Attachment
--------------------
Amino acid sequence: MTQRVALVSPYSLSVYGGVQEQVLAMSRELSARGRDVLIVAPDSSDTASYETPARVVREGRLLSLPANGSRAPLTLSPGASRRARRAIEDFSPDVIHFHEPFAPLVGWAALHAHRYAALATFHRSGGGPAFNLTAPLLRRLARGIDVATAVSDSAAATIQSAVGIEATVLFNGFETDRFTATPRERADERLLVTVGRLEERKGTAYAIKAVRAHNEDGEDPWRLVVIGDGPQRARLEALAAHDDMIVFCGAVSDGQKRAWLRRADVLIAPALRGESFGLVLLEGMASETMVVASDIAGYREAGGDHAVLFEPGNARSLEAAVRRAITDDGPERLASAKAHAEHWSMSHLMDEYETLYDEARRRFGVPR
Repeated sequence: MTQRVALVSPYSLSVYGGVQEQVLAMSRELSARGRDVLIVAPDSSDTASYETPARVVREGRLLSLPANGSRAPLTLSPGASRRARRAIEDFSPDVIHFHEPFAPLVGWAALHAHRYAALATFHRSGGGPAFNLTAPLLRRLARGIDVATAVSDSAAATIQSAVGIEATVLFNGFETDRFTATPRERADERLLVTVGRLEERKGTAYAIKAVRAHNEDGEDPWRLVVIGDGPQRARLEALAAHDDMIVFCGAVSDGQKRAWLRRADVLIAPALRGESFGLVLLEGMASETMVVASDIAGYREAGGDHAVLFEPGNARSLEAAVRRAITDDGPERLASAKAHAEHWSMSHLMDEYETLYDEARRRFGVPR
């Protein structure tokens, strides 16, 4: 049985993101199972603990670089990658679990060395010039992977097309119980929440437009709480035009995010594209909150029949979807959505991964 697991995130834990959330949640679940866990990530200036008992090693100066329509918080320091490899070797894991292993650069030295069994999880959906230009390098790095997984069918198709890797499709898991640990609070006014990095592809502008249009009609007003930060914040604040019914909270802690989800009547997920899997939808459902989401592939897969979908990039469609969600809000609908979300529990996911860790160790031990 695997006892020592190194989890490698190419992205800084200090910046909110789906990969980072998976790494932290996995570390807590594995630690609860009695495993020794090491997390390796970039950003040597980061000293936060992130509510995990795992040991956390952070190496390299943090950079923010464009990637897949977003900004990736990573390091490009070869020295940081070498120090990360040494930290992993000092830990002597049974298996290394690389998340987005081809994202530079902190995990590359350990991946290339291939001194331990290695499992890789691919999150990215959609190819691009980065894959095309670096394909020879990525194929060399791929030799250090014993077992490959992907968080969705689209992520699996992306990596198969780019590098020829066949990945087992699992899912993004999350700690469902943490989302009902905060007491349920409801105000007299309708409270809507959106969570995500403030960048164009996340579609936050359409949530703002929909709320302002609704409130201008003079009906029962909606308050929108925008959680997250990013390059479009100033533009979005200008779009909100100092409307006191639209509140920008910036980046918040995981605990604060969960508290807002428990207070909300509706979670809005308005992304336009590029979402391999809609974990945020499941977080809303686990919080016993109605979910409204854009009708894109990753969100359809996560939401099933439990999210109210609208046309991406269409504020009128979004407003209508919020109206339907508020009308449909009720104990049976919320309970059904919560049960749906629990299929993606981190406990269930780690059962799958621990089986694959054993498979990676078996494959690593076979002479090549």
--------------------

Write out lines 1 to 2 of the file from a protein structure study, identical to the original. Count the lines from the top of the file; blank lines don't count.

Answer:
Amino acid sequence: MTQRVALVSPYSLSVYGGVQEQVLAMSRELSARGRDVLIVAPDSSDTASYETPARVVREGRLLSLPANGSRAPLTLSPGASRRARRAIEDFSPDVIHFHEPFAPLVGWAALHAHRYAALATFHRSGGGPAFNLTAPLLRRLARGIDVATAVSDSAAATIQSAVGIEATVLFNGFETDRFTATPRERADERLLVTVGRLEERKGTAYAIKAVRAHNEDGEDPWRLVVIGDGPQRARLEALAAHDDMIVFCGAVSDGQKRAWLRRADVLIAPALRGESFGLVLLEGMASETMVVASDIAGYREAGGDHAVLFEPGNARSLEAAVRRAITDDGPERLASAKAHAEHWSMSHLMDEYETLYDEARRRFGVPR
Repeated sequence: MTQRVALVSPYSLSVYGGVQEQVLAMSRELSARGRDVLIVAPDSSDTASYETPARVVREGRLLSLPANGSRAPLTLSPGASRRARRAIEDFSPDVIHFHEPFAPLVGWAALHAHRYAALATFHRSGGGPAFNLTAPLLRRLARGIDVATAVSDSAAATIQSAVGIEATVLFNGFETDRFTATPRERADERLLVTVGRLEERKGTAYAIKAVRAHNEDGEDPWRLVVIGDGPQRARLEALAAHDDMIVFCGAVSDGQKRAWLRRADVLIAPALRGESFGLVLLEGMASETMVVASDIAGYREAGGDHAVLFEPGNARSLEAAVRRAITDDGPERLASAKAHAEHWSMSHLMDEYETLYDEARRRFGVPR